## The Logistic Map

Recall the exotic dynamics of the logistic map (see for example, Rasband, 1990; Peitgen, et al., 1992; Beck & Schlögl, 1993):

Xk+1 = a Xk · (1 – Xk)

that is, the chain of ultimately stable (and unstable) values X8(a) found iterating the map, where Xks denotes the normalized size of a population at generation k and a is a free parameter having values between 0 and 4:

When a = 1, the logistic parabola is below the one to one line (added to aid in the calculations), and then X8 = 0 (Figure 1);

When 1 < a = 3, the parabola is above the line X = Y and X8 = (a – 1)/a , the non-zero intersection between the curve and the straight line (Figure 2);

When 3 < a = 3.449…, X8 = {X8(1), X8(2)} and the population settles into an oscillation repeating every two generations (Figure 3);

When 3.449… < a = 3.544…, X8 = {X8(3), X8(4), X8(5), X8(6)}. The population ultimately repeats every four generations, and the dynamics have experienced a bifurcation (Figure 4);

When a is increased up to a value a8= 3.5699…, successive bifurcations in powers of two happen quickly, that is, the dynamics repeat exactly every 2n generations, for any value of n;

When a8 < a = 4, behavior is found either periodic or non periodic. For instance, for a = 3.6 an infinite strange attractor with a whole in the middle is found (Figure 5);

When a = 3.83, X8 = {X8(1), X8(2), X8(3)} and the dynamics oscillate every 3 generations (Figure 6);

When a = 4, the most common behavior is non periodic and a dense strange attractor over the interval [0, 1] is found (Figure 7).

At the end, the cascade of stable period-doubling bifurcations (before a8) and the emergence of chaos (strange attractors) intertwined with periodic behavior (including any period greater than two) is summarized via the celebrated Feigenbaum’s diagram (Figure 8).

This is so named after Mitchell Feigenbaum who showed that the bifurcation openings and their durations happen universally for a class of unimodal maps according to two universal constants F1 and F2, as follows (Feigenbaum, 1978) (refer to Figure 9):

dn/dn+1 ? F1 = -2.5029…, ?n/?n+1 ? F2 = 4.6692…

For example, other “fig trees” guided by F1 and F2 and for the two simple mappings f(X) = a X · (1 — X 3) and f(X) = a X · (1 – X)3 are shown below. Notice how such contain: a straight “root,” a bent “branch,” bifurcation branches, and then, in an orderly intertwined fashion, following Sharkovskii’s order (see for example, Rasband, 1990; Peitgen, et al., 1992; Beck & Schlögl, 1993), periodic branches, and the ever dusty “foliage of chaos,” where the unforgiving condition of sensitivity to initial conditions rules.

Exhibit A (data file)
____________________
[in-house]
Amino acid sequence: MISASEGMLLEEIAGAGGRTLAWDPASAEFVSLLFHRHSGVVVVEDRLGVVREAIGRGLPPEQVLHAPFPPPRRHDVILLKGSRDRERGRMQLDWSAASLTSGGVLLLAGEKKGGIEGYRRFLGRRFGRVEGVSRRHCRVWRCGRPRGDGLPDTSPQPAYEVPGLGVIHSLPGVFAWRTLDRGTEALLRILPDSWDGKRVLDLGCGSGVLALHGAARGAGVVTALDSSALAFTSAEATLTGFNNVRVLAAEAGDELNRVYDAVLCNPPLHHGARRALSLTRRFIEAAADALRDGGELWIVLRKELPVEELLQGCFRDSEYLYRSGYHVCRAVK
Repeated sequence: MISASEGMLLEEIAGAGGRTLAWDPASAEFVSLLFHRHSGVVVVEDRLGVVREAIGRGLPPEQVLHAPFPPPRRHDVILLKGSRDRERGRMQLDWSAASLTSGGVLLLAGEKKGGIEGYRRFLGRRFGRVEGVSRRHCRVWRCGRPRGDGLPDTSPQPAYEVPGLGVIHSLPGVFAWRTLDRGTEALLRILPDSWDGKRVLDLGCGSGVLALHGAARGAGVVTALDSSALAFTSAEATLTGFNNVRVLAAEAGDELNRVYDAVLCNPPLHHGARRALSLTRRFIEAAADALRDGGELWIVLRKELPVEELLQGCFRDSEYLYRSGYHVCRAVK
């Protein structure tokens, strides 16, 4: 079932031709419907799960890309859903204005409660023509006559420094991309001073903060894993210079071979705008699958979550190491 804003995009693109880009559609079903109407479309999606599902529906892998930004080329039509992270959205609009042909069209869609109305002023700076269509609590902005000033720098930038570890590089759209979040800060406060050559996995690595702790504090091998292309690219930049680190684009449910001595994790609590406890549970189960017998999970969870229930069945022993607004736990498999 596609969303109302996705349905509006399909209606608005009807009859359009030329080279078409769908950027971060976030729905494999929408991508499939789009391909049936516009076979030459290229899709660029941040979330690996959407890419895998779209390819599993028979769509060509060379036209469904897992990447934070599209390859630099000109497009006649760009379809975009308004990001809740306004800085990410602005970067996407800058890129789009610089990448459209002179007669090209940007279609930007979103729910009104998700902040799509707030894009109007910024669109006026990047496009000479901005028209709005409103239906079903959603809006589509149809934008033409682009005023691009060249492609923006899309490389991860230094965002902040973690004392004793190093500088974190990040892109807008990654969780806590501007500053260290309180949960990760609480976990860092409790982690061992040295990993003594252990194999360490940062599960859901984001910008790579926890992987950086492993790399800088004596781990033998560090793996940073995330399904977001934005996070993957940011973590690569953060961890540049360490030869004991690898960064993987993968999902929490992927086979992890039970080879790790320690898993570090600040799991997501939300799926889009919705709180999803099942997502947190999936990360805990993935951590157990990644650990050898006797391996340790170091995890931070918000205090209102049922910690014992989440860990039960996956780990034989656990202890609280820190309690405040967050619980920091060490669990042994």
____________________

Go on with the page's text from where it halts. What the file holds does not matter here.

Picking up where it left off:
## Chaos theory and our quest for peace

As the dynamics of the logistic map describe several physical processes (see for instance, Cvitanovic, 1989; Bai-Lin. 1984), including fluid turbulence as induced by heating, that is, convection, it is pertinent to consider such a simple and universal mechanism to study how “chaos” and its related condition of “violence” may arise in the world.

Given that the key parameter a, associated with the amount of heat (Libchaber & Maurer, 1978), dictates the ultimate organization of the fluid, we may see that it is wise to keep it small (in the world, and within each one of us) in order to avoid undesirable “nonlinearities.” For although the allegorical fig trees exhibit clear order in their pathway towards disorder, we may appreciate in the uneasy jumping on strange attractors (and also on periodic ones), the anxious and foolish frustration we often experience (so many times deterministically!) when we, by choosing to live in a hurry, travel from place to place to place in “high heat” without finding our “root.”

In this spirit, the best solution for each one of us is to slow down altogether the pace of life, coming down the tree, so that by not crossing the main thresholdX = Y, that is, by choosing a = 1, we may surely live without turbulence and chaos in the robust state symbolized by X8 = 0[2,3]. For there is a marked difference between a seemingly laminar condition as it happens through tangent bifurcations (see for example, Rasband, 1990; Peitgen, et al., 1992; Beck & Schlögl, 1993) and being truly at peace, for the former invariably contains dramatic bursts of chaos and ample intermittency (see for example, Rasband, 1990; Peitgen, et al., 1992; Beck & Schlögl, 1993).